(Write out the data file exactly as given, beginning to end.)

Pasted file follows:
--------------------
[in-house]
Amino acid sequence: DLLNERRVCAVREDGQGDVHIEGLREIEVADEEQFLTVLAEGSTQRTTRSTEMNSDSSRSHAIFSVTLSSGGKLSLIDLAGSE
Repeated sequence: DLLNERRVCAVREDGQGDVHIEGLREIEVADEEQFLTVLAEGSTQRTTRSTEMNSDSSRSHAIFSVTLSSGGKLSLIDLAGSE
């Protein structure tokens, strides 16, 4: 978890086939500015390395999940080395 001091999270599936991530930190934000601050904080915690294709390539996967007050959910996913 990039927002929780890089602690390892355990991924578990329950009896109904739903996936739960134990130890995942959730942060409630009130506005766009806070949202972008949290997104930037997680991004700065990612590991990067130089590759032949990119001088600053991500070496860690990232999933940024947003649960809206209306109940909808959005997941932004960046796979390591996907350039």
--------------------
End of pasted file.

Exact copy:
[in-house]
Amino acid sequence: DLLNERRVCAVREDGQGDVHIEGLREIEVADEEQFLTVLAEGSTQRTTRSTEMNSDSSRSHAIFSVTLSSGGKLSLIDLAGSE
Repeated sequence: DLLNERRVCAVREDGQGDVHIEGLREIEVADEEQFLTVLAEGSTQRTTRSTEMNSDSSRSHAIFSVTLSSGGKLSLIDLAGSE
């Protein structure tokens, strides 16, 4: 978890086939500015390395999940080395 001091999270599936991530930190934000601050904080915690294709390539996967007050959910996913 990039927002929780890089602690390892355990991924578990329950009896109904739903996936739960134990130890995942959730942060409630009130506005766009806070949202972008949290997104930037997680991004700065990612590991990067130089590759032949990119001088600053991500070496860690990232999933940024947003649960809206209306109940909808959005997941932004960046796979390591996907350039």